Superbug MRSA arose in hedgehogs before use of antibiotics

Scientists have found evidence that the antibiotic resistant superbug MRSA arose in nature long before the use of antibiotics, which has traditionally been blamed for its emergence. 

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The antibiotic resistant superbug, methicillin-resistant Staphylococcus aureus, known as MRSA has been found on hedgehogs, suggesting that this bacterium was present in nature hundreds of years before the widespread use of antibiotics in humans.

According to a large international collaboration including the University of Cambridge, the Wellcome Sanger Institute, Denmark’s Serum Statens Institut, and the Royal Botanic Gardens, Kew, the MRSA bacterium, Staphylococcus aureus, first developed resistance to the antibiotic methicillin around 200 years ago.

The study, published today (5 January 2022) in Nature, traced the genetic history of the bacterium and found that up to 60 per cent of hedgehogs in Denmark and Sweden carry a type of MRSA called mecC-MRSA, which causes 1 in 200 of all MRSA infections in humans. This suggests that natural biological processes, not antibiotic use, drove the initial emergence of this superbug on hedgehogs.

MRSA was first identified in patients in 1960, and around 1 in 200 of all MRSA infections are caused by mecC-MRSA. Due to its resistance to antibiotics, MRSA is much harder to treat than other bacterial infections. The World Health Organization now considers MRSA one of the world’s greatest threats to human health1. It is also a major challenge in livestock farming.

Both bacteria and fungus live on the skin of hedgehogs. In this new study, researchers believe that antibiotic resistance evolved in Staphylococcus aureus as an adaptation to having to exist side-by-side on the skin of hedgehogs with the fungus, Trichophyton erinacei, which produces its own antibiotics.

The resulting methicillin-resistant Staphylococcus aureus is better known as the superbug MRSA. The discovery of this centuries-old antibiotic resistance predates antibiotic use in medical and agricultural settings.

Through hedgehog surveys and genetic analysis, the team found that in Denmark and Sweden 60 per cent of hedgehogs carry this antibiotic resistant bacterium, with MRSA found in swabs taken from hedgehogs in other parts of Europe and New Zealand.

“Using sequencing technology we have traced the genes that give mecC-MRSA its antibiotic resistance all the way back to their first appearance, and found they were around in the nineteenth century. Our study suggests that it wasn’t the use of penicillin that drove the initial emergence of MRSA, it was a natural biological process. We think MRSA evolved in a battle for survival on the skin of hedgehogs, and subsequently spread to livestock and humans through direct contact.”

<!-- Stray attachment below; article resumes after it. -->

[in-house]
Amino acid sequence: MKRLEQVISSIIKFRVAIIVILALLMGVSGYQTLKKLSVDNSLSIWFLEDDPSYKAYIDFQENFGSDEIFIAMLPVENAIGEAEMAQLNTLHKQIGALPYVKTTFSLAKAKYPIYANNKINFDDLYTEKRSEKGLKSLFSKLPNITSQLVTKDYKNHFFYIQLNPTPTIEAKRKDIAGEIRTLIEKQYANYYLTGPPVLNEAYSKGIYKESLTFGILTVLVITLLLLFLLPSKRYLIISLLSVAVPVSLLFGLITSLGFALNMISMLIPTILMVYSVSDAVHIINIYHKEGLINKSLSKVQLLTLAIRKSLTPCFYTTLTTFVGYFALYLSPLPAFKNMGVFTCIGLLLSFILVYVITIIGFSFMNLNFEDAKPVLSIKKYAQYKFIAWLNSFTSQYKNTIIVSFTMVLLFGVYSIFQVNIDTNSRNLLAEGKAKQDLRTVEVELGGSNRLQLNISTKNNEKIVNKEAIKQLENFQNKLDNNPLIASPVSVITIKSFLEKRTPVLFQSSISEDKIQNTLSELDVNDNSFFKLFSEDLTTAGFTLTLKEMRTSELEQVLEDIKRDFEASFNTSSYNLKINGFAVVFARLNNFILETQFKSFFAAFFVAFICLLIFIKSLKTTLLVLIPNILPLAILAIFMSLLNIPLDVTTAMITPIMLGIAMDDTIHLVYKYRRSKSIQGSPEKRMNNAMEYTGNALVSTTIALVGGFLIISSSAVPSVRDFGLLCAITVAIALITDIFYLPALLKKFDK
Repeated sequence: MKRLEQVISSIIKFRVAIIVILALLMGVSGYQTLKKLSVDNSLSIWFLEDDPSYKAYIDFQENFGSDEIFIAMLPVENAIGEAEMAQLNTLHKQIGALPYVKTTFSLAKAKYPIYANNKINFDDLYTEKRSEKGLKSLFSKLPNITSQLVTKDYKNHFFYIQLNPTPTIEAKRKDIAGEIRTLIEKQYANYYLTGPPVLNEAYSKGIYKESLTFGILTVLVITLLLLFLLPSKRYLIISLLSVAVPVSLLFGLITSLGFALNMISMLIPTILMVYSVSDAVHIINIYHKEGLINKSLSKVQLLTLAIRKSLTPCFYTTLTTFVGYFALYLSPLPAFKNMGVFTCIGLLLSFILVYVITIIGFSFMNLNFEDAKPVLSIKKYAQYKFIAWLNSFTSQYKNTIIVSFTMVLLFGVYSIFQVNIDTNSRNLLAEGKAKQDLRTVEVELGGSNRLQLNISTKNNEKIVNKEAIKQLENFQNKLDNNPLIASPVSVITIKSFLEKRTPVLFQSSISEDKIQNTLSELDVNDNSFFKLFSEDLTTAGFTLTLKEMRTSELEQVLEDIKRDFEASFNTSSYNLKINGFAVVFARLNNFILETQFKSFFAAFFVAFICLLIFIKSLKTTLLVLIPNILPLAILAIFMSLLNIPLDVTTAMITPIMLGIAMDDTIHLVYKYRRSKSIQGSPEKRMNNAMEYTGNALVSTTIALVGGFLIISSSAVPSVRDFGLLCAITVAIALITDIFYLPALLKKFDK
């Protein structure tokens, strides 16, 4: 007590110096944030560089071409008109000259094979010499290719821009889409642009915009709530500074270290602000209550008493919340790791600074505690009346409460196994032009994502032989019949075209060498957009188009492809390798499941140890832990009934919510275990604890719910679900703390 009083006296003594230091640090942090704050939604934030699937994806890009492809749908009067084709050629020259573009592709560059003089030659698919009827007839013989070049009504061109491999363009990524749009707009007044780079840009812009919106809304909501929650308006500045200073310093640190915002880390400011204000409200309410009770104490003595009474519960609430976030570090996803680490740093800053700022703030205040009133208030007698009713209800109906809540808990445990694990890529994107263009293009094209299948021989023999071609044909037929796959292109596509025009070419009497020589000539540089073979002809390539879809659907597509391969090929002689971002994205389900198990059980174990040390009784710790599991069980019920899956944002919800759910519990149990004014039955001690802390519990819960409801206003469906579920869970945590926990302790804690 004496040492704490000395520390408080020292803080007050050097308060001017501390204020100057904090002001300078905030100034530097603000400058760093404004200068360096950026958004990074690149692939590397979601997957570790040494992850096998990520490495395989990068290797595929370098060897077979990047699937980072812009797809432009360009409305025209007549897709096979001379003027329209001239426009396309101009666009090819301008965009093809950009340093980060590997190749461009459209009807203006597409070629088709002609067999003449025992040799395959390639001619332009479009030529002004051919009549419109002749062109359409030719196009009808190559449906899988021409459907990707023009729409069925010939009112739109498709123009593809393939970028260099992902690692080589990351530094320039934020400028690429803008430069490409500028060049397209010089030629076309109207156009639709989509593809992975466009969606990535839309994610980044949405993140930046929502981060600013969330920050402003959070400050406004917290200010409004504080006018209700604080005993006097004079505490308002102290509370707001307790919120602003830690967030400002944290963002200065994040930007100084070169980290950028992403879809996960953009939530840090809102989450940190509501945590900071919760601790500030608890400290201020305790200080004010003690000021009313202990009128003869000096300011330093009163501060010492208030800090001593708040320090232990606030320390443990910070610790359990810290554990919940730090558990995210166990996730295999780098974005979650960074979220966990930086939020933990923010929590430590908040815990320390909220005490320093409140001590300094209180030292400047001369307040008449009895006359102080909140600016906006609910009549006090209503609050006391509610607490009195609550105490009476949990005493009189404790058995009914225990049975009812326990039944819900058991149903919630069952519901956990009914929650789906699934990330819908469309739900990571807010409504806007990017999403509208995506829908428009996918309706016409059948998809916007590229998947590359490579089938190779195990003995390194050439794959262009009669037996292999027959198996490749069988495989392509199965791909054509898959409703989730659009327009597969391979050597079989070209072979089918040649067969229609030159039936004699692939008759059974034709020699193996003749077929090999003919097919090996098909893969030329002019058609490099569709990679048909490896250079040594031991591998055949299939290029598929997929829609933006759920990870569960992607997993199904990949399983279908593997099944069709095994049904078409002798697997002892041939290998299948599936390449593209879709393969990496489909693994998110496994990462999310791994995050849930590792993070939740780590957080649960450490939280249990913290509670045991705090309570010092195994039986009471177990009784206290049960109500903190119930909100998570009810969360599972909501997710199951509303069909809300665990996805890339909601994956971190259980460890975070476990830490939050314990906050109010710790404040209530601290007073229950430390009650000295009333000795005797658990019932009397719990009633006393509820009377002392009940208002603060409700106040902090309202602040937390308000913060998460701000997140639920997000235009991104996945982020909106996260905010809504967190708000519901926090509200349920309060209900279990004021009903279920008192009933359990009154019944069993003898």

Dr Ewan Harrison, co-senior author and researcher at the Wellcome Sanger Institute and University of Cambridge

“This study is a stark warning that when we use antibiotics, we have to use them with care. There’s a very big wildlife ‘reservoir’ where antibiotic-resistant bacteria can survive – and from there it’s a short step for them to be picked up by livestock, and then to infect humans.”

Professor Mark Holmes, co-senior author and researcher in the University of Cambridge’s Department of Veterinary Medicine

The findings are not a reason to fear hedgehogs, say the researchers: humans rarely get infections with mecC-MRSA, even though it has been present in hedgehogs for more than 200 years.

“It isn’t just hedgehogs that harbour antibiotic-resistant bacteria – all wildlife carries many different types of bacteria, as well as parasites, fungi and viruses. Wild animals, livestock and humans are all interconnected: we all share one ecosystem. It isn’t possible to understand the evolution of antibiotic resistance unless you look at the whole system.”

Professor Mark Holmes

More information

  1. World Health Organisation. Antibiotic Resistance Fact Sheet. (2020) Available at [Accessed 24/12/2021]


Larsen, J. et al. (2022) Emergence of methicillin resistance predates the clinical use of antibiotics. Nature. DOI: 10.1038/s41586-021-04265-w


This research was funded by the Medical Research Council.